The Prompt for this story comes from storyaday.org, by Julie Duffy.
Trigger warnings: harassment, reference to former abuse, and a murder.
They call my hometown Paradise. No, that’s not its actual name; but it truly is a paradise, in many ways. Beautiful pristine lakes, tall shade trees, temperate climate. The crime rate is low and prosperity high.
I can’t wait to leave it behind.
Did I say the crime rate is non-existent? No. I said it’s low. That’s good news, for most people. But not if you’re one of the victims.
Did I say everyone here prospers? No. I said most people do. That’s good news, too, if you’re one of the “most people.” But not if you live on Sequoia Road.
That’s where those of us live whom the rest of “Paradise” would rather forget.
I wish I could forget it, too. Kind of hard to forget you live in a slum, though, when you step outside your door in the morning and are immediately assaulted by the aroma of stale urine and alcohol and rotting fast food (or worse). Kind of hard to imagine you live somewhere safe, when every step you take your eyes are constantly shifting, watching, feet nimble and heart rate elevated, body ready to sprint at a moment’s notice.
The only relief I get is when I take the bus; I can almost sleep in the safety of my seat, as long as I keep my bag hugged close. The bus takes me to my job at the other end of town. There I work waiting tables and putting up with the nightly harassment from some “gentleman” or other. They never touch me; they know where I come from. But they don’t have to touch me to hurt me. The women aren’t any better; they enjoy complaining about my service, and watching me falter as I struggle to please them.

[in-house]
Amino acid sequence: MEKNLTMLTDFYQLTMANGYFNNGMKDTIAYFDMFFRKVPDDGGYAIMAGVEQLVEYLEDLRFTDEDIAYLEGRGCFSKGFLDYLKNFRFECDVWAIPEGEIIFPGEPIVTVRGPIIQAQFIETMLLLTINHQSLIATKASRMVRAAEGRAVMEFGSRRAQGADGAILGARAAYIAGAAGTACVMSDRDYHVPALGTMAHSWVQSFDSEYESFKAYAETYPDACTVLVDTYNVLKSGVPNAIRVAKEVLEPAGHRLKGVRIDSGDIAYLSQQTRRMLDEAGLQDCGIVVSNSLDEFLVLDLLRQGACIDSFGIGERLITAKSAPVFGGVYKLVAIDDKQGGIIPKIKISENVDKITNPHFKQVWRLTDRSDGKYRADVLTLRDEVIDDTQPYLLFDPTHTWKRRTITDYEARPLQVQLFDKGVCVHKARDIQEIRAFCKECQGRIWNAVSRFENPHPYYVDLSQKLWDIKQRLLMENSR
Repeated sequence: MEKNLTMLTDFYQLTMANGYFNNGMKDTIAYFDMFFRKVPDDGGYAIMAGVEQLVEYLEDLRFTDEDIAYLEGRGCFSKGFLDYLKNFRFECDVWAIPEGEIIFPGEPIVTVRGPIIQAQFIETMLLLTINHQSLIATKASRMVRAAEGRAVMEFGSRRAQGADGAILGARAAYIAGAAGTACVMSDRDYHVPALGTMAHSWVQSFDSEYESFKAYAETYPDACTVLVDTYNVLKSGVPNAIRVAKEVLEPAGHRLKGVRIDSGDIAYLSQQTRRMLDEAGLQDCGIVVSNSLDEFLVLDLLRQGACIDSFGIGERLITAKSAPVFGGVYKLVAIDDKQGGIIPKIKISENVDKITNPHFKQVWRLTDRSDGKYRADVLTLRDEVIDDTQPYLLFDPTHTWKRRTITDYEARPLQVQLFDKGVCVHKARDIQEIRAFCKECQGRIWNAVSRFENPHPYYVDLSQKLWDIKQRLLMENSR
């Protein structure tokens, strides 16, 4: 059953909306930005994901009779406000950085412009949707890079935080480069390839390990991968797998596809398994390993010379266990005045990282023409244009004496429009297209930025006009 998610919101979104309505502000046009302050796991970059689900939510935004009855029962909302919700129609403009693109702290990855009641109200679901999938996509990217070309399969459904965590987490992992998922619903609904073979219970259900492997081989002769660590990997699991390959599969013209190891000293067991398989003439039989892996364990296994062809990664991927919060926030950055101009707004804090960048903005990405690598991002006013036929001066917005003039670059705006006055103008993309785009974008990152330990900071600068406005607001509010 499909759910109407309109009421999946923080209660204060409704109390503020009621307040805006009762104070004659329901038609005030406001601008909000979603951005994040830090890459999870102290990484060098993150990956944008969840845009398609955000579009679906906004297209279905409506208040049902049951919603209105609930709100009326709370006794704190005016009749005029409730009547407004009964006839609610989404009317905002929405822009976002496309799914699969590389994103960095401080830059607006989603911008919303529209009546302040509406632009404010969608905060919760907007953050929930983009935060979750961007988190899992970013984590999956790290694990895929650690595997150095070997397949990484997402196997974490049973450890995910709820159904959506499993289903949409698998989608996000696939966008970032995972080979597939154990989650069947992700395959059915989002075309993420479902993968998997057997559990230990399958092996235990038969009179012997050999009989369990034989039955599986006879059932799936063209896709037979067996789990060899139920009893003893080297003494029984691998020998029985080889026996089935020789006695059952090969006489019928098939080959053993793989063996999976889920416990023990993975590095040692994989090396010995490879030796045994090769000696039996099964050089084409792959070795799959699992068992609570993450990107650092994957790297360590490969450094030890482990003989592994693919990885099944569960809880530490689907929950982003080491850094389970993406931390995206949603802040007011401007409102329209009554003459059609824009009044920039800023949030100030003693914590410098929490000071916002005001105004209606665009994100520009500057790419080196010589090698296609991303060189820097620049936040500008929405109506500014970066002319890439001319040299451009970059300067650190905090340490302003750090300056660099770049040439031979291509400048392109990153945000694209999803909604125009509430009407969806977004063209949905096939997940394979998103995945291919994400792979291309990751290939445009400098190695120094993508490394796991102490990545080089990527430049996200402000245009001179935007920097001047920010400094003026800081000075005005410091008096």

Breathe, Maya. It’s just a job; it doesn’t define you. Sixty more dollars saved up and you’re out of here.
But sixty might as well be six hundred. It’s not really the money holding me back; it’s my dad. Every morning I pray for this day to be his last, so that I can be free of the burden of caring for my former abuser. My friends have told me I should just leave him anyway, but I can’t make myself be that vengeful.
I must be frowning; a man waves me over to his table. “Smile, Pretty Girl. Fill me up, will you?”
I put on my second-best smile and pour the man’s water; I might accidentally dribble a bit onto his bread plate. I am that vengeful.
One day. One day. One day.
Sooner than I dared to dream, that “one day” arrives. It arrives in the form of a pair of thugs, who break into the house while I’m away. I can’t say for certain, but a part of me suspects I’m not the only person in this town angered by my dad’s former ways. Why they waited until this day to get even, though, I can’t guess. Maybe I’m wrong. Some people are just thugs for no obvious reason.
Whatever their reason, they’ve taken care of one obstacle for me. Is it wrong of me to be secretly grateful?
I don’t cry over the loss. I already lost my dad a long, long time ago, and I did enough crying then. Now, I simply pack a couple bags, retrieve my saved-up cash from the loose floorboard under the bed, and take one last sweeping glance over the house I grew up in, now devoid of all the life that once filled it. Few people came to Dad’s funeral, and I had his body cremated; he won’t be traveling with me. And I hope and pray he won’t be joining Mom in heaven, either– she doesn’t deserve that.
As my plane rises up to mingle among the clouds, I take one last look down at the wide plain below. “Goodbye, Paradise,” I murmur. “I don’t care if my next destination is called Hell– it’ll still be preferable to you.”